Barely three months into my new job, I totally immersed myself in the challenges that it has to offer and I am enjoying every step of the journey with the customary “bring it on” attitude to life.
One of the rewarding aspects of being in the underwriting seat is the propensity to think outside the box and offer solutions to problems instead of products off a shelf. From motor or personal accident policies that do not quite fit the cast to the more complicated industrial property or engineering risks, I endorse the, “Why not?” philosophy; emulating Edward Cuthbert Heath the grandfather of underwriting innovation.
One of the main inhibitors of this otherwise utopian underwriting world is the cadre of gate-keepers taking insurance purchasing decisions in commerce and industry within the region. Thankfully, the larger corporations are witnessing an increase in qualified risk and insurance managers or directors within their ranks. However, insurance purchasing within the Middle East still remains largely under the domain of scrooge incarnate, i.e. the top dog in finance (whatever the designation) who understands all there is to know about price but who very often has no clue to what constitute value in insurance. Among them, the good are few and far between and the bad and the ugly (ranging from the blissfully ignorant to the corrupt seeking to line their pockets) generally abound.
Price vs. Value
Although I am strong advocate of competition, the basic premise of competition is the homogenous nature of the products on offer. How does one measure the value of one insurance policy against another? Although what we sell is intangible, some factors come to mind, such as the reinsurance capacity behind a primary insurer, the claims paying ability and, more importantly, the claims paying behaviour of an insurer. In tandem with all of these, one also needs to select an insurer that is able to give sound advice preferably before a loss happens and not while turning down a claim after calamity strikes.
Several incorrect practices continue driven either by price considerations, or by ignorance or by a combination of both. The following are a few examples:
Firstly, although it happened quite a few years ago the conflagration of Oasis Shopping Centre is still fresh in the mind of many in UAE as is the destruction of over 100 warehouses in Al Quoz Area. These and other similar significant losses each took anything between three to five years to rebuild. So why, with such vivid examples, do most chief finance officers still insist on a maximum business interruption indemnity period of 12 months. And, when as a broker or insurer, we cave in to this, who are we kidding?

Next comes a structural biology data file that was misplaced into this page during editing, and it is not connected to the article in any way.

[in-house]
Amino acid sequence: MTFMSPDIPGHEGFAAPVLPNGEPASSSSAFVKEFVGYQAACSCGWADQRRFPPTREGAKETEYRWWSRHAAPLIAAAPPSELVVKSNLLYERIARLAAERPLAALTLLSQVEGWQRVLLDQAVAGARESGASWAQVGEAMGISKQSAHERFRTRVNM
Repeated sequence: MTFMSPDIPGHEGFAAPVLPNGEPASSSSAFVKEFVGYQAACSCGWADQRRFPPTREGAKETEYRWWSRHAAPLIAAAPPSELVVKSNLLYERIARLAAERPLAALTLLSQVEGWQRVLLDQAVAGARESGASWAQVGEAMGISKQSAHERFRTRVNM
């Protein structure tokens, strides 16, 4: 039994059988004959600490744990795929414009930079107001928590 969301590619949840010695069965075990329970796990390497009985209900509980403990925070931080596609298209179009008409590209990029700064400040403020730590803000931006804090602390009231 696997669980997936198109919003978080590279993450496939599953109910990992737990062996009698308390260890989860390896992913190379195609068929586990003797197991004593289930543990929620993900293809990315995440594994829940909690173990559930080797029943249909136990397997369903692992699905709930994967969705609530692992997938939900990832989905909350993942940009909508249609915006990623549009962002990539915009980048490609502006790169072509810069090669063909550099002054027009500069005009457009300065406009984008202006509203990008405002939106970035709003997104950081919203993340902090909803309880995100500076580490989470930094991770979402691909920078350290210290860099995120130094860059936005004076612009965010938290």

One of the older but smaller insurers in UAE decided to become significantly aggressive in 2011 and 2012 in a bid to rapidly grow market share. Prima facie some insurers could not understand where this company was pulling its rates out from. A closer examination soon revealed that it was ultimately short-changing clients. A typical example is the capping of third party property damage cover on motor fleets to AED 250,000 (approximately Euros 50,000). In simple terms, one accident with a high value vehicle and the insured is constrained to dig into his pocket. But does it have to take a claim for a chief finance officer or chief accountant, who is otherwise very conversant with numbers, to grasp this very simple fact? Or is it a case of ignorance is bliss until misfortune strikes?
A final example that perhaps takes the cake is a primary insurer granting of unlimited liability in the aggregate when his reinsurer would have capped it at, say, twice the limit any one occurrence.
The primary insurer’s secret? “Cancel the cover if there is a claim.
And if there isn’t? “Oh well no one would have been any wiser?”
Does Professionalism Pay?
These and many others are real life examples from the market where intellect, governance, discipline and professionalism often serve as a disadvantage in the short run.
But in the long run? The story is different. Companies that offer value over price tend to be rewarded not by rapid top-line growth (sadly that would continue to elude such companies) but by strong client loyalty and retention.
The client, broker and insurer interaction is very often a worthwhile process of education. Costly? Not really, when compared to ignorance.